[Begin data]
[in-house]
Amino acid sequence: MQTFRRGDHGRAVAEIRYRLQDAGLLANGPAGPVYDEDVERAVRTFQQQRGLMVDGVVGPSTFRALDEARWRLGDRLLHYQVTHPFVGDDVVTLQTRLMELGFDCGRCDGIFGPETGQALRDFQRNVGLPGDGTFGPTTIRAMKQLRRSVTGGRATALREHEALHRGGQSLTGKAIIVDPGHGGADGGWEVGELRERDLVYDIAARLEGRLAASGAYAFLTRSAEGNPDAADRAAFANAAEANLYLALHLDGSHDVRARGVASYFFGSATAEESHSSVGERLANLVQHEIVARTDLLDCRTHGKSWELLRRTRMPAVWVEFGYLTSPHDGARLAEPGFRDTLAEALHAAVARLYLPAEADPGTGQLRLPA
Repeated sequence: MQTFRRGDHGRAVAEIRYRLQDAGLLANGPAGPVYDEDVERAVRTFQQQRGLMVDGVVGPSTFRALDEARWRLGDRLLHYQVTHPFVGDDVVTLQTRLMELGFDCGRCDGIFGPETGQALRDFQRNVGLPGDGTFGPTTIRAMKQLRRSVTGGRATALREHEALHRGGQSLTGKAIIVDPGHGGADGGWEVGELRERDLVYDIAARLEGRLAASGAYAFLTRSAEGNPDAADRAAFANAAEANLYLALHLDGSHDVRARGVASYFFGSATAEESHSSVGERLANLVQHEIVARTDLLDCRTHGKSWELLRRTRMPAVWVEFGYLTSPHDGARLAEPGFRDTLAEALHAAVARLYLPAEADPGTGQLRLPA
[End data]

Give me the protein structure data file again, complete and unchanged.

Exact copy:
[in-house]
Amino acid sequence: MQTFRRGDHGRAVAEIRYRLQDAGLLANGPAGPVYDEDVERAVRTFQQQRGLMVDGVVGPSTFRALDEARWRLGDRLLHYQVTHPFVGDDVVTLQTRLMELGFDCGRCDGIFGPETGQALRDFQRNVGLPGDGTFGPTTIRAMKQLRRSVTGGRATALREHEALHRGGQSLTGKAIIVDPGHGGADGGWEVGELRERDLVYDIAARLEGRLAASGAYAFLTRSAEGNPDAADRAAFANAAEANLYLALHLDGSHDVRARGVASYFFGSATAEESHSSVGERLANLVQHEIVARTDLLDCRTHGKSWELLRRTRMPAVWVEFGYLTSPHDGARLAEPGFRDTLAEALHAAVARLYLPAEADPGTGQLRLPA
Repeated sequence: MQTFRRGDHGRAVAEIRYRLQDAGLLANGPAGPVYDEDVERAVRTFQQQRGLMVDGVVGPSTFRALDEARWRLGDRLLHYQVTHPFVGDDVVTLQTRLMELGFDCGRCDGIFGPETGQALRDFQRNVGLPGDGTFGPTTIRAMKQLRRSVTGGRATALREHEALHRGGQSLTGKAIIVDPGHGGADGGWEVGELRERDLVYDIAARLEGRLAASGAYAFLTRSAEGNPDAADRAAFANAAEANLYLALHLDGSHDVRARGVASYFFGSATAEESHSSVGERLANLVQHEIVARTDLLDCRTHGKSWELLRRTRMPAVWVEFGYLTSPHDGARLAEPGFRDTLAEALHAAVARLYLPAEADPGTGQLRLPA